Sunday, 17 May 2015

Policing lawlessness

Initially recruiting for the police was difficult. Wages bore no comparison to potential earnings on the diggings. Also, most possible police recruits were unreformed convicts, many lacking the honesty necessary for law enforcement. The diggers recognised ‘good’ authority when they saw it and were largely unimpressed with the new police. Despite the financial constraints imposed by the Legislative Council in 1851 and 1852, La Trobe raised daily wages from 2/6d to 6/- and accepted anyone who was willing to join the force. This attracted many young, inexperienced recruits and ex-convicts, who would prove to be harsh and corrupt as they collected the gold license fees. This lack of respect escalated into outright contempt when a force of 130 military ‘pensioners’ from VDL was used to relieve a regiment stationed at the Mount Alexander diggings. [1] Instead of inspiring respect for their experience and age, the response from the diggers as the pensioners arrived was laughter and derision. It was only a fortnight later that the Commissioner petitioned La Trobe for further troops.

Image result for policing Australian goldfields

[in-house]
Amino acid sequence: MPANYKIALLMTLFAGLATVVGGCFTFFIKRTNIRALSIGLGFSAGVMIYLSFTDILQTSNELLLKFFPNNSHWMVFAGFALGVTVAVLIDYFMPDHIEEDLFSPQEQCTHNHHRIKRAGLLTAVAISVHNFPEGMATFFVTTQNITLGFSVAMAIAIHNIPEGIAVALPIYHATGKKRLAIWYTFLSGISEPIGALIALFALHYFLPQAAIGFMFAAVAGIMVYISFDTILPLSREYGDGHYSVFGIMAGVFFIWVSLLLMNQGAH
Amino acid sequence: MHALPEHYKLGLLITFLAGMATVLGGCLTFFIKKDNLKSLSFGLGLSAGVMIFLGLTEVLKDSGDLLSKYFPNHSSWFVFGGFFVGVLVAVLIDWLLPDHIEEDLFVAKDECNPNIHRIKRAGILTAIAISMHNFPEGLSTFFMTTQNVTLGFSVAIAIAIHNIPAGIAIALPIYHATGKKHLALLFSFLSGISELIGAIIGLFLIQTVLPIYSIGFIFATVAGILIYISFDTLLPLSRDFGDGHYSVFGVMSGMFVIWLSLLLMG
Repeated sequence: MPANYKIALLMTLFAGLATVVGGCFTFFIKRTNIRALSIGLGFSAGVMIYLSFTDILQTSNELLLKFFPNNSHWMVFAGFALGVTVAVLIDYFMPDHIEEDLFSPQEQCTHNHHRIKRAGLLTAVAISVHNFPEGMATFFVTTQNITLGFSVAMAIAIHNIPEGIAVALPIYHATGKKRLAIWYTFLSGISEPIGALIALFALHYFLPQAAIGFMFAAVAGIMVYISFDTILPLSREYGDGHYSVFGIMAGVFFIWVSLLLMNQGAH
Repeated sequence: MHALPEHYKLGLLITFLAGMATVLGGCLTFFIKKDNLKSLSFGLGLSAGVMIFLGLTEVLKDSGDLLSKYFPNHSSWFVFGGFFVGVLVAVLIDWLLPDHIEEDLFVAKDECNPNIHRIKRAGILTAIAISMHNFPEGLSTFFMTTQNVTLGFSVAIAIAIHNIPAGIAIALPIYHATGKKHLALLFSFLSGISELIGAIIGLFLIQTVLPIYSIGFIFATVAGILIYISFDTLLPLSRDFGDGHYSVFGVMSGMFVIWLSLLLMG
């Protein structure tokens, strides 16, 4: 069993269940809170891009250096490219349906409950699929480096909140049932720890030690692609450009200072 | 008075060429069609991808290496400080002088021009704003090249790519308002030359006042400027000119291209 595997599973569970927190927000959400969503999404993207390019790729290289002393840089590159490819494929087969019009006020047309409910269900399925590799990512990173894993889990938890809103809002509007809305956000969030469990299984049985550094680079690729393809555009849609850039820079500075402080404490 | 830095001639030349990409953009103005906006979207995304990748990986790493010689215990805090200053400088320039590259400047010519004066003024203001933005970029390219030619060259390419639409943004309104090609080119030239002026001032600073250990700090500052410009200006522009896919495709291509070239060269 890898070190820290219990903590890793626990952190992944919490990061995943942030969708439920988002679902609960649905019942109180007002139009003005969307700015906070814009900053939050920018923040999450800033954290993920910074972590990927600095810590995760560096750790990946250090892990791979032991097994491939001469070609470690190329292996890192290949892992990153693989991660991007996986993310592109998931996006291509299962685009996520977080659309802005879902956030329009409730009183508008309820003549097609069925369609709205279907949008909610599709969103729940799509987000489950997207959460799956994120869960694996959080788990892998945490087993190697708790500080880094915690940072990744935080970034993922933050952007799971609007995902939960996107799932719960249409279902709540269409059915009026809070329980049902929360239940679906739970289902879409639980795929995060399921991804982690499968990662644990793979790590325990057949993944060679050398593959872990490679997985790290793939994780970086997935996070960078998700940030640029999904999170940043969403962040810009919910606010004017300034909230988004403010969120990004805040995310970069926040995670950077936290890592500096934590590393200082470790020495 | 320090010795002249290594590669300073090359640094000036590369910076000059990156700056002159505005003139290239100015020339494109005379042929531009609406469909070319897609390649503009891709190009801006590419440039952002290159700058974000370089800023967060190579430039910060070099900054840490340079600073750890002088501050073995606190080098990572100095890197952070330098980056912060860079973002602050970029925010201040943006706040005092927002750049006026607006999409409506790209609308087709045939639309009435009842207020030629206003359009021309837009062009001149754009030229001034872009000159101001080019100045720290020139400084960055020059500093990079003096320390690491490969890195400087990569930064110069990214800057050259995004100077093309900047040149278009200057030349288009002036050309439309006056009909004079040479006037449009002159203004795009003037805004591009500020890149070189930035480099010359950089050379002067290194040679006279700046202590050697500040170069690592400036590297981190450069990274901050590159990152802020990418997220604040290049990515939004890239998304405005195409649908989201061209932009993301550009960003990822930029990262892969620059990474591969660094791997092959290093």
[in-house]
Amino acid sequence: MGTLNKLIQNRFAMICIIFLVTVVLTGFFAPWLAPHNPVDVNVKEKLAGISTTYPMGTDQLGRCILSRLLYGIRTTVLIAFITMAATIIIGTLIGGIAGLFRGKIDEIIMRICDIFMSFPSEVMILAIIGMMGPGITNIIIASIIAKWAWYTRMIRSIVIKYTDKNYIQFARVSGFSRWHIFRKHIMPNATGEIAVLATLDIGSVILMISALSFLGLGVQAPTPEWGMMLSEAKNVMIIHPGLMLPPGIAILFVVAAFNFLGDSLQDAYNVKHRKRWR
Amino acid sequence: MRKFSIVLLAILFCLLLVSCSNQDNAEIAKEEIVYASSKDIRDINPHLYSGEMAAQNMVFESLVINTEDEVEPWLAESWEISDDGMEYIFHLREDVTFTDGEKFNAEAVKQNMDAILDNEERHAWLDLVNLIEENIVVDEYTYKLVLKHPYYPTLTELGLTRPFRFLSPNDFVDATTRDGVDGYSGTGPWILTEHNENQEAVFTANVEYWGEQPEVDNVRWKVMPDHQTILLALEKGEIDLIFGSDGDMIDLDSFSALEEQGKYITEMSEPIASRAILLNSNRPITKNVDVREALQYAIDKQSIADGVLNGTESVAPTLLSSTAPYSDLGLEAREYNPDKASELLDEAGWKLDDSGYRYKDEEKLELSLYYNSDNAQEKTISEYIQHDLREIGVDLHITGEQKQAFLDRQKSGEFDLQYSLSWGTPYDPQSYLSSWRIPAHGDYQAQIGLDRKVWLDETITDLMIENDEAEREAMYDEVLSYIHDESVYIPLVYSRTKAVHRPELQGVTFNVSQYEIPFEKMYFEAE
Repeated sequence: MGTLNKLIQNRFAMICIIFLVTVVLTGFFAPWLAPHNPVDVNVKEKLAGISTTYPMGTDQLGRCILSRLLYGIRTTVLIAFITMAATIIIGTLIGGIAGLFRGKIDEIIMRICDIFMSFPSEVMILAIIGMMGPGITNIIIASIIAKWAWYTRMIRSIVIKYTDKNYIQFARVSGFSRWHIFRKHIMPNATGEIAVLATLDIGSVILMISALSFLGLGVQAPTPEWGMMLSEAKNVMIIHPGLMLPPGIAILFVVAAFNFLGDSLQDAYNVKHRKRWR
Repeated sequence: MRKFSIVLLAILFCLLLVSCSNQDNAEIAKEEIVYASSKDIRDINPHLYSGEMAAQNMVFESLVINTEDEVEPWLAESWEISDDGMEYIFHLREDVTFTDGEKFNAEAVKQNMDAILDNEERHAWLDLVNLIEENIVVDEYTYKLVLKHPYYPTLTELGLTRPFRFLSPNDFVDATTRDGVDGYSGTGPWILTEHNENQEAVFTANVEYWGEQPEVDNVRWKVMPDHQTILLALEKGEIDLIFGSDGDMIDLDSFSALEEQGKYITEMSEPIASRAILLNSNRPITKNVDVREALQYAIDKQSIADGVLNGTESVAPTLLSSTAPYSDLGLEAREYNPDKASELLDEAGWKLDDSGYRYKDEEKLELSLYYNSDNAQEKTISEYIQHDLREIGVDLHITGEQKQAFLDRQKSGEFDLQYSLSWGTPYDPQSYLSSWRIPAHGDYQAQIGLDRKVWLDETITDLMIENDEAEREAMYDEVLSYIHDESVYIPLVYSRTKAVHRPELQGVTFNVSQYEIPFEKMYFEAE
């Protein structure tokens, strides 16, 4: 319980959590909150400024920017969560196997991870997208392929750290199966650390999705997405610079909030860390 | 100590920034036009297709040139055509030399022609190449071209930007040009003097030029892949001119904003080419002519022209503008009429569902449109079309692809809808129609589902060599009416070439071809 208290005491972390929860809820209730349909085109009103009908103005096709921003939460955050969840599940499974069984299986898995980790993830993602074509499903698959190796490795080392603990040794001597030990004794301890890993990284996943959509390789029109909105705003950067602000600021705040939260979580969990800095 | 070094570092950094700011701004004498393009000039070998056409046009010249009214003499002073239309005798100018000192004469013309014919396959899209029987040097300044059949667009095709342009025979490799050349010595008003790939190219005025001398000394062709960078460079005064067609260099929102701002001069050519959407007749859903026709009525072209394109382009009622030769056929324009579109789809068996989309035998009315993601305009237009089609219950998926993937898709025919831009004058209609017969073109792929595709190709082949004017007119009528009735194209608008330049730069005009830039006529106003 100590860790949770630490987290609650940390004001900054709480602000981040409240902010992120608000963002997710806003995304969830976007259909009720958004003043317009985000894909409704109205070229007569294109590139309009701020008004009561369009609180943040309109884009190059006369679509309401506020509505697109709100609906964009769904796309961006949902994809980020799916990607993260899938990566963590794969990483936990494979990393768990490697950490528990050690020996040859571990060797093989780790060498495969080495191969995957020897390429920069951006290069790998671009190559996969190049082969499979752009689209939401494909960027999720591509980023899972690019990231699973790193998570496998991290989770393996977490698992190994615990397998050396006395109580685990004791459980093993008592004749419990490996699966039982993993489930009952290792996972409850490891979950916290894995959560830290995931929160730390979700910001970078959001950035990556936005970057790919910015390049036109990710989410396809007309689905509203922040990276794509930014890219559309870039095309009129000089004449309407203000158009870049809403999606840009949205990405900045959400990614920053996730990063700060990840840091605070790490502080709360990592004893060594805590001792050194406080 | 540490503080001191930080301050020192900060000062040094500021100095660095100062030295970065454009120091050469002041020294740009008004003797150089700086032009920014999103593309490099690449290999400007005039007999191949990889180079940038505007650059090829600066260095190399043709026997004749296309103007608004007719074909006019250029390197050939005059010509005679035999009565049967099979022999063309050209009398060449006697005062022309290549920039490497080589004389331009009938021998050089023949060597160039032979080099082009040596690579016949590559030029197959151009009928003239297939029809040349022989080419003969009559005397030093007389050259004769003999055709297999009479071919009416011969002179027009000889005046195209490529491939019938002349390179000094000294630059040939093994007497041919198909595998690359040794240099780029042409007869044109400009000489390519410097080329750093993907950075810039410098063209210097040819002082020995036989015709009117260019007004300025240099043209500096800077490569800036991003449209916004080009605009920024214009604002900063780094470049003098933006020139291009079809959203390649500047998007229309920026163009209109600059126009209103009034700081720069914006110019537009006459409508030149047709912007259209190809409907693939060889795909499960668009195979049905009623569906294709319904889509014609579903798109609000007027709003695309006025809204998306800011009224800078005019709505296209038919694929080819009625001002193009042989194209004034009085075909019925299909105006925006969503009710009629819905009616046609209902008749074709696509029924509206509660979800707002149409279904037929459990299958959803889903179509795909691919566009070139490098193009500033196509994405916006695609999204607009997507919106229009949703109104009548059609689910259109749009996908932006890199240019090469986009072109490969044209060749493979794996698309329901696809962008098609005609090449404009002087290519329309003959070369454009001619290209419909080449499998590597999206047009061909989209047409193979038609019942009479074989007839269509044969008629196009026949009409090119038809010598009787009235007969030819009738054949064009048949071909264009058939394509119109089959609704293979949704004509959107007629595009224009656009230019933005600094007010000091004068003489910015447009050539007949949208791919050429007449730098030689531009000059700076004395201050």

Recruitment problems proved temporary. [2] By March 1852, the Melbourne force was at full strength. By mid-1853, there were 875 police stationed in Victoria and a year later 1,639 establishing the relatively high police to population ratio of 1:144 in the colony.[3] La Trobe’s government invested, if tardily, in badly needed bridges and roads for the diggings and recruited extra police, who were paid 12/6d a day, plus board and lodging. In September 1852, a new cadre of police ‘officers’ was set up to lead the disorganised troopers: educated individuals or immigrants who had found themselves unsuited to digging. [4] This new ‘gentrified’ police force further inflamed the diggers. Their methods of policing were clearly antagonistic, the result in part of what they saw as their superior social status, and they bore the brunt of digger contempt and cooperation between diggers and authority deteriorated further. In 1853, the government removed control of police from local magistrates and established the centrally controlled Victoria Police. [5] The reorganisation allowed the government to enforce its goldfield policies effectively and to check movements for reform that had emerged amongst the small independent miners. In September 1853, the Colonial Secretary wrote to the Chief Commissioner of Police asking that police attend political meetings on the goldfields: ‘it is very desirable that intelligent men should attend all public meetings to watch the proceedings and to take down accurately such words used as may appear to them desirable’. [6]